Classic Horrors Club Podcast – Taste of Dark Shadows

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This month on episode 20 of the Classic Horrors Club Podcast, Jeff and I are joined by our good friend Steven Turek to talk about Dark Shadows. We’ll discuss Steven’s journey through the original series, as well as the two theatrical films, House of Dark Shadows (1970) and Night of Dark Shadows (1971). Plus, we’ll also talk about Monster Bash 2018 and hear from another good friend, Jonathan Angarola.

Disclaimer: We experienced some technical difficulties during the first 8 minutes or so of our conversation with Steve.  Please be patient; they are soon resolved.

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Participate in our meetings!  Simply leave us a message at:

(616) 649-2582
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Like what you hear?  Even if you don’t, please consider leaving us an honest review on iTunes.

Next month on episode 21, we celebrate the films of Bela Lugosi.

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Sci-Fi Horrorfest – Heavy Metal (1981)

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2018 Sci-Fi Horrorfest: Heavy Metal (1981)
Cast:      The voices of John Candy, Eugene Levy, Joe Flaherty and Harold Ramis

Based on the works of Bernie Wrightson, Dan O’Bannon, Richard Corben, Angus McKie, Jean Giraud, Daniel Goldberg & Len Blum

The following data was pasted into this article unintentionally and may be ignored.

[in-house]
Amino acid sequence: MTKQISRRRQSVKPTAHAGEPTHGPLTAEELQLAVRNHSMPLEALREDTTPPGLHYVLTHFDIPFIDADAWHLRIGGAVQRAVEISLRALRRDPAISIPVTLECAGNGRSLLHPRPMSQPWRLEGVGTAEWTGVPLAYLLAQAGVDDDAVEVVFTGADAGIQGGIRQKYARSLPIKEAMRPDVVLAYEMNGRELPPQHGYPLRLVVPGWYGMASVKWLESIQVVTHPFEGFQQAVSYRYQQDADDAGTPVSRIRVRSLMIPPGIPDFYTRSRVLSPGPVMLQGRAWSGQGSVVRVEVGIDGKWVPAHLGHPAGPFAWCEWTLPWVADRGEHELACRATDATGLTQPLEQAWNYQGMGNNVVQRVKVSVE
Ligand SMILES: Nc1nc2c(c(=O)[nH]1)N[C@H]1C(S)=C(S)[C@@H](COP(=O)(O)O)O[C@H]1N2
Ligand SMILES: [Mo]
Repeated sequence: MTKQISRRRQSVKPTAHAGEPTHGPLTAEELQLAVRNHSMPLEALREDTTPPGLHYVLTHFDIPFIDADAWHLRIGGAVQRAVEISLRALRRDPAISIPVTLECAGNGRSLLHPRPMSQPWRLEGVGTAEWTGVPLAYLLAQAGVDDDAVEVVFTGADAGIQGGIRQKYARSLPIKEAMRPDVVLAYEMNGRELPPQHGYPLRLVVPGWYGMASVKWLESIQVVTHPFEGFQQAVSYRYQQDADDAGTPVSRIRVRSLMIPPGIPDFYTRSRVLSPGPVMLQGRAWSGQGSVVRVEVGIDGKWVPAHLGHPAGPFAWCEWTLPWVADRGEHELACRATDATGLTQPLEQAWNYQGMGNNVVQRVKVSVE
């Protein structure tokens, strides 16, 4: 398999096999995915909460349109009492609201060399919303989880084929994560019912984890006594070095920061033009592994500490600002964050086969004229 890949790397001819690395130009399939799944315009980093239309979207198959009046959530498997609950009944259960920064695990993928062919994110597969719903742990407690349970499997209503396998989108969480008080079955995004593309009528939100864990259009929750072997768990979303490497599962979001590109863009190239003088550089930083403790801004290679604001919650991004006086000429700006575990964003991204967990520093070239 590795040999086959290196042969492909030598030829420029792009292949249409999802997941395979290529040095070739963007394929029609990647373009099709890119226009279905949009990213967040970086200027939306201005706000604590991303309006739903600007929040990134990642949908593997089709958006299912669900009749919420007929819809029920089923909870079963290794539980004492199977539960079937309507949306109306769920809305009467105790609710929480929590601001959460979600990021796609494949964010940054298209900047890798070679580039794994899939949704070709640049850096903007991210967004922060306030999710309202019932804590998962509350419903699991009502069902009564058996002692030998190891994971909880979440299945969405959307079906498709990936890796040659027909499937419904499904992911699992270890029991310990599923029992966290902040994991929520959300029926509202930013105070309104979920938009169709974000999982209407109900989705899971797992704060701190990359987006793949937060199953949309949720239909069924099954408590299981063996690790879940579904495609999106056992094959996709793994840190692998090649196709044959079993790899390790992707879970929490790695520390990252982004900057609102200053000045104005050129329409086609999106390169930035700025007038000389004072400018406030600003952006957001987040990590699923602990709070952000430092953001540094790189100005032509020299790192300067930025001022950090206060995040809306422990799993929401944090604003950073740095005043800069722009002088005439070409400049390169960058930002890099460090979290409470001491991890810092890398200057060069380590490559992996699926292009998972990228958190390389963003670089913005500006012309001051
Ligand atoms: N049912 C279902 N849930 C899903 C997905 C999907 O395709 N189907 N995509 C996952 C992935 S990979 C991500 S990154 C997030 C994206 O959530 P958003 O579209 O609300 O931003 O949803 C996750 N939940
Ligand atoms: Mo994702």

Screenplay by Daniel Goldberg & Len Blum
Directed by Gerald Potterton, John Bruno, John Halas, Julian Harris, Jimmy T. Murakami, Barrie Nelson, Paul Sabella, Jack Stokes, Pino Van Lamsweerde & Harold Whittaker

Plot: An astronaut brings home a strange green glowing orb as a gift for his daughter. Upon his death, the orb reveals itself to be the embodiment of all evil and proceeds to share stories with the girl about all the worlds it has traveled to.

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Richard’s Review: I have fond memories of this one from the 1980s when it seemed to be on constant rotation on HBO. The rock music soundtrack and the bizarre science-fiction and fantasy stories captured my imagination. With horrific creatures at every turn, the erotic and sexy female characters didn’t hurt any either. While the overall presentation seems a little dated today, the extras remind you just how much time and effort went into the production of the film. This type of animated adult storytelling really doesn’t exist today except in anime, which is a different style altogether. Well worth revisiting if you’re in the mood for a nostalgic trip.

Karla’s Thoughts: While I really loved the overall premise for the stories and the great music. I could’ve done without all of the nudity. It seems to have been made by a bunch of horny teenage guys. You could have told the stories without the sex. As a result, it comes across as very dated and a product of the day. However, the stories are good, especially with how they are all interconnected.

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Trivia: